As the U.S. has increased efforts that might impact Huawei, the regulators are contemplating changes to tighten the noose on chip sales.
In a bid to put a break on the exports to the world’s no 2 smartphone maker, The Commerce Department revealed the new rule, alluding to the need of license for sales to Huawei of semiconductors made abroad with U.S. technology.
The rule has faced flak for having “profound loophole.” The rule is said to have covered merely chips designed by Huawei and does not cover shipments if they are sent to customers of Huawei. The flaw has enabled U.S. companies to supply Huawei with chips made outside the U.S.
Quoting State Department Official Christopher Ashley Ford, it has been reported that the rule would help regulators decide if it should be modified.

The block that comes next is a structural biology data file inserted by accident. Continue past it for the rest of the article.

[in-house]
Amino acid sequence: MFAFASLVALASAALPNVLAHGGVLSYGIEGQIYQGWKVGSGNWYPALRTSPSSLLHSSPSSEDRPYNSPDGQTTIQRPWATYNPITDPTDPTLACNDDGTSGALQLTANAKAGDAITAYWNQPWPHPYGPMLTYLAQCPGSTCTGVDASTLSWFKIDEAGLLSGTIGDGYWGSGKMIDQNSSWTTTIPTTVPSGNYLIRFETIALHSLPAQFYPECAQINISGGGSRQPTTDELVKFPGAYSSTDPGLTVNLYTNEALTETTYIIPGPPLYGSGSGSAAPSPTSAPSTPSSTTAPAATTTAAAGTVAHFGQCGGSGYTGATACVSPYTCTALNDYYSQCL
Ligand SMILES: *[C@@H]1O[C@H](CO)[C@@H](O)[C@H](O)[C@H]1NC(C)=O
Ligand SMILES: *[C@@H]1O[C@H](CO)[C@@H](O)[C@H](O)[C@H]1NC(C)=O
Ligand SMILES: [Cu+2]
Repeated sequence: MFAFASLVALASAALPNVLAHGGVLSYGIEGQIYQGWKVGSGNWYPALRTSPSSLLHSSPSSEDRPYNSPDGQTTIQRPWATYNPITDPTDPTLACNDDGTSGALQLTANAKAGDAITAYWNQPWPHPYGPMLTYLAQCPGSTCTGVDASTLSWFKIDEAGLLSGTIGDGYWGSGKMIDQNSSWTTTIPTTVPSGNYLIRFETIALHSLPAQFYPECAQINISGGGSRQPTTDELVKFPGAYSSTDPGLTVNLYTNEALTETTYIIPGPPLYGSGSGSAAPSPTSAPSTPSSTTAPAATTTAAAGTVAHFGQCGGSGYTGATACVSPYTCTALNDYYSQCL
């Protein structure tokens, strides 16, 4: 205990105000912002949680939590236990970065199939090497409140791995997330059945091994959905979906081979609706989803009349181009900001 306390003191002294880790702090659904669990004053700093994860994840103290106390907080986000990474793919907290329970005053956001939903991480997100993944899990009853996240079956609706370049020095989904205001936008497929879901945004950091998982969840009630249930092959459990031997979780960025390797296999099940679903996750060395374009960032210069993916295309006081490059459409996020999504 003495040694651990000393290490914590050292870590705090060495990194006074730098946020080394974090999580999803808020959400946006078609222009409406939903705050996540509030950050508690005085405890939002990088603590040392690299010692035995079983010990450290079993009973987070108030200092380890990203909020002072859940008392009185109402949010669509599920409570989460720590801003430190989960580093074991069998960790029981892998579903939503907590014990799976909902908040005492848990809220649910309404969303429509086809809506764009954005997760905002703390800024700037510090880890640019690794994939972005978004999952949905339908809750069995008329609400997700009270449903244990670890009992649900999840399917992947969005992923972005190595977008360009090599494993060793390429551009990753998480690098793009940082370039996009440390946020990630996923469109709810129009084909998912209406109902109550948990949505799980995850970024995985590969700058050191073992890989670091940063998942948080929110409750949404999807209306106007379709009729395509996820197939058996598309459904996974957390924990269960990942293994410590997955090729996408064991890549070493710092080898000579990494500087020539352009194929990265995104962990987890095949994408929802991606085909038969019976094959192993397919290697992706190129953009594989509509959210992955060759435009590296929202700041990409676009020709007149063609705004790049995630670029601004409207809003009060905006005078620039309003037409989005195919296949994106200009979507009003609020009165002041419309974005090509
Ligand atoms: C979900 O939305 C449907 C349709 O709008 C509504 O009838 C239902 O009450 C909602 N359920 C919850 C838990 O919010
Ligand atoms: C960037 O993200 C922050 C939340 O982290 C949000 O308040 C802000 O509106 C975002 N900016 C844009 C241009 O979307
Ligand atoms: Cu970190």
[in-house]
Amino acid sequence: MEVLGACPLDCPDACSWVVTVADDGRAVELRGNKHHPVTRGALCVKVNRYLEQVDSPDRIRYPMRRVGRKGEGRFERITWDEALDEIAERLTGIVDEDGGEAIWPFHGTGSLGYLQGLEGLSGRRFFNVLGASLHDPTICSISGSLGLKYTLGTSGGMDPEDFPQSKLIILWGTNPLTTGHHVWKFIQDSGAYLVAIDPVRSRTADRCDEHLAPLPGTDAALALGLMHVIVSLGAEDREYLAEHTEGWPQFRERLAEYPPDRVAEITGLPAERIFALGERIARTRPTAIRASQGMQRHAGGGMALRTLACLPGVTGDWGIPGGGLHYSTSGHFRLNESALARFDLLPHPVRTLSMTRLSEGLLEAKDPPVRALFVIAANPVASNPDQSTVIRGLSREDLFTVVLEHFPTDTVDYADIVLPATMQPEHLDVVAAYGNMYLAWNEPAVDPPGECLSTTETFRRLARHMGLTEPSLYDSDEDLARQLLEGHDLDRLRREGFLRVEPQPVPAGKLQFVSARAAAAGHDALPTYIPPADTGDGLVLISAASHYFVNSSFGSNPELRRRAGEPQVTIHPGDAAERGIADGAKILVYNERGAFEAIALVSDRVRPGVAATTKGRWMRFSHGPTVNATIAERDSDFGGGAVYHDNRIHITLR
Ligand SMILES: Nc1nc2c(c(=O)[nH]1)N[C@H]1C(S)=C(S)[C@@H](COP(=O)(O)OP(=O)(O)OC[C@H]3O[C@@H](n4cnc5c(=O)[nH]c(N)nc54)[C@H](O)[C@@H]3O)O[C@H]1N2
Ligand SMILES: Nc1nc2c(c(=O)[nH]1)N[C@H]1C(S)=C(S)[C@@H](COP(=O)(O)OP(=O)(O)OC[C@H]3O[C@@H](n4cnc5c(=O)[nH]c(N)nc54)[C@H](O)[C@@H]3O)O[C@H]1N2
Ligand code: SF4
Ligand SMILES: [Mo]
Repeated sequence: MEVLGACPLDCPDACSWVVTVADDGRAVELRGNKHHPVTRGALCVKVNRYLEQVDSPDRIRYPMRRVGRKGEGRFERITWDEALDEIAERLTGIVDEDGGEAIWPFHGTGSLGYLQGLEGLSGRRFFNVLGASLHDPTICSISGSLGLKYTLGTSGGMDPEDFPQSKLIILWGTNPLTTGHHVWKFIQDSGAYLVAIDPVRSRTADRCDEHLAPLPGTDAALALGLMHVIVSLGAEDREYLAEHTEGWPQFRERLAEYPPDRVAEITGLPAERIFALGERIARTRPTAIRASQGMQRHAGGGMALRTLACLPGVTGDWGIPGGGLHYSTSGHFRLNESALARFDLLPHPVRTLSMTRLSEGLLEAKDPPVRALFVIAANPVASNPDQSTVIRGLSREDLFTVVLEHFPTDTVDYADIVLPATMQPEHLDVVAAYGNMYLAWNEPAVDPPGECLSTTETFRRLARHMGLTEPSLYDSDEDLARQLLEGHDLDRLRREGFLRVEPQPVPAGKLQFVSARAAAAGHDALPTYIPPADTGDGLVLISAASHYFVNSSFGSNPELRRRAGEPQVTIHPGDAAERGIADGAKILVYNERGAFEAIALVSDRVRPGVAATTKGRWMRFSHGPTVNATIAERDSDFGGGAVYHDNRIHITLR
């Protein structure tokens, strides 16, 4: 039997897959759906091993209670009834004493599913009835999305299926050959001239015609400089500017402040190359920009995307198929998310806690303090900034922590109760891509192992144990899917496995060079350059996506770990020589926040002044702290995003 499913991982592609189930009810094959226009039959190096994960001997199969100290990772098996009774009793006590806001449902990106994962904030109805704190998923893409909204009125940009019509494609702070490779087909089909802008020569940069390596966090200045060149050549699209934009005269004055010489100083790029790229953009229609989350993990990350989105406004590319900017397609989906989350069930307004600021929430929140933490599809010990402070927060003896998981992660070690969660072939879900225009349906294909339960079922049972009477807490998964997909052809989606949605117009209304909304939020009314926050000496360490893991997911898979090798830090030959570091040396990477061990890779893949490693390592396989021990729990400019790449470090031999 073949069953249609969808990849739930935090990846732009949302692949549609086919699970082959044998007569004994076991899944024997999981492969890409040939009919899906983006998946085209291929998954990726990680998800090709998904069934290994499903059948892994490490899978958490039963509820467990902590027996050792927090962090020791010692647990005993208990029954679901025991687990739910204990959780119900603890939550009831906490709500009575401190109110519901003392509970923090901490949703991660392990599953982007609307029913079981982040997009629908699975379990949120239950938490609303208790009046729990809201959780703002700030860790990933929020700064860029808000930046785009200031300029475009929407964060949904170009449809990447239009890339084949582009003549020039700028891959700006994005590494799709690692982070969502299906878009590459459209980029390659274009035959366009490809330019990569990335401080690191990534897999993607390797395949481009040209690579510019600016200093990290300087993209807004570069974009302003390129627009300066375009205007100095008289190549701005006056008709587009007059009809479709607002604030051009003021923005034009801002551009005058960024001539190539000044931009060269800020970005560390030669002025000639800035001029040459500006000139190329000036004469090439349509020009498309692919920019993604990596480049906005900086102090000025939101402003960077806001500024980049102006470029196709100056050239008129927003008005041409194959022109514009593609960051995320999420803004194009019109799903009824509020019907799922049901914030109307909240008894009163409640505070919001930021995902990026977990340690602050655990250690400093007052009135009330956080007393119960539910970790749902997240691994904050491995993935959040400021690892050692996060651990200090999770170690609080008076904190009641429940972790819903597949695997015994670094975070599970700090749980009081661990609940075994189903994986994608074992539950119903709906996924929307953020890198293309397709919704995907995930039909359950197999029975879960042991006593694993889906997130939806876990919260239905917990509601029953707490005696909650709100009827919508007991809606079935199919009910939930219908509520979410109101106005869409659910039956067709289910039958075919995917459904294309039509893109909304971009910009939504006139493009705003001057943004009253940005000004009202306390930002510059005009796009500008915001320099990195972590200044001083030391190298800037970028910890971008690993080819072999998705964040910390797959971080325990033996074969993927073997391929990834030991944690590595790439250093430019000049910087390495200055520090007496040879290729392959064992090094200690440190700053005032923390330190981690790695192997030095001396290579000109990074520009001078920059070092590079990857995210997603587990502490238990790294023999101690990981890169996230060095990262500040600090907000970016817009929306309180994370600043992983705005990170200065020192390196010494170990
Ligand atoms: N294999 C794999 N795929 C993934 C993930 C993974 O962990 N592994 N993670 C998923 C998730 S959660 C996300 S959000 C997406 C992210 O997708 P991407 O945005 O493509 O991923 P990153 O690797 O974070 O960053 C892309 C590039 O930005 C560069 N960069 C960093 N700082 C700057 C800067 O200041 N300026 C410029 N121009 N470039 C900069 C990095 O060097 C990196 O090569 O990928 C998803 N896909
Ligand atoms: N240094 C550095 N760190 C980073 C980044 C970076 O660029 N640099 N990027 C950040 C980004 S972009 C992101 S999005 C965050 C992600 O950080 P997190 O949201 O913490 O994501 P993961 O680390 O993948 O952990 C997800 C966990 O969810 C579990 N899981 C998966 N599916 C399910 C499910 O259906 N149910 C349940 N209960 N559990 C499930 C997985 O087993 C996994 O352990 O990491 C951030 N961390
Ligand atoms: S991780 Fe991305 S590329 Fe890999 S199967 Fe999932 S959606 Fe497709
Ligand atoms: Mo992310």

Elaborating on the rule, Ford has stated that it would give them insights to make export control decisions as they are in a quest to find the silver bullet to these challenges.
He went on to claim that regulators would observe the happening and make changes if it is deemed necessary. Huawei has refused to comment.
For the uninitiated, the company was added to entity list of Commerce in the preceding year in the wake of national security concerns. Huawei is accused of violating stealing intellectual policy, spying on customers and violating U.S. sanctions on Iran, accusations Huawei has rejected.
An industry lawyer has allegedly said that tweaking the language would be an apt way to change the rule to capture chip sold to the benefit of Huawei; however, such modifications would not be without challenges.
A Commerce Department Official Cordell Hull has apparently stressed that enforcement arm of the agency will look for ways to avoid the rules.